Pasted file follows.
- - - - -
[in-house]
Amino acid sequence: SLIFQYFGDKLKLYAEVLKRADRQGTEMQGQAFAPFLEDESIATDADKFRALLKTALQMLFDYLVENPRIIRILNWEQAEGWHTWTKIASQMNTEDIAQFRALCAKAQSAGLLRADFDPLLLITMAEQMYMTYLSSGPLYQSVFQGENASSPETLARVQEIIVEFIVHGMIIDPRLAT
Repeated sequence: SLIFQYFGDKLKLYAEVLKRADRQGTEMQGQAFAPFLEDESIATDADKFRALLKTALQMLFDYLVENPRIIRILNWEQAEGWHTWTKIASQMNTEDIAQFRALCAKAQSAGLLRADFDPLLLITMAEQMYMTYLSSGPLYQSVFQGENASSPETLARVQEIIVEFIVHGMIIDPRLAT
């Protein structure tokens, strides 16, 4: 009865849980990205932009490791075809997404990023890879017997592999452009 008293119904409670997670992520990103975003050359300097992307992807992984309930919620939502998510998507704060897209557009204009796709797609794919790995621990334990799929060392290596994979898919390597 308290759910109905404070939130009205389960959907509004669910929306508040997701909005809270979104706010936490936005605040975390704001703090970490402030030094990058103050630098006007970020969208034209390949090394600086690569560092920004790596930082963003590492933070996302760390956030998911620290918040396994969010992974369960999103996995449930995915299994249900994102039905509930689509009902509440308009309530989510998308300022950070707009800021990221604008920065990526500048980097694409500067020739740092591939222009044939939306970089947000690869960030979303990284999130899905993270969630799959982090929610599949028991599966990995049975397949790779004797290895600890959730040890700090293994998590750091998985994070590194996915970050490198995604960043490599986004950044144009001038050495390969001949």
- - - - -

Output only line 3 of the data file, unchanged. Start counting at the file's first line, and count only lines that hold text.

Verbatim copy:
Repeated sequence: SLIFQYFGDKLKLYAEVLKRADRQGTEMQGQAFAPFLEDESIATDADKFRALLKTALQMLFDYLVENPRIIRILNWEQAEGWHTWTKIASQMNTEDIAQFRALCAKAQSAGLLRADFDPLLLITMAEQMYMTYLSSGPLYQSVFQGENASSPETLARVQEIIVEFIVHGMIIDPRLAT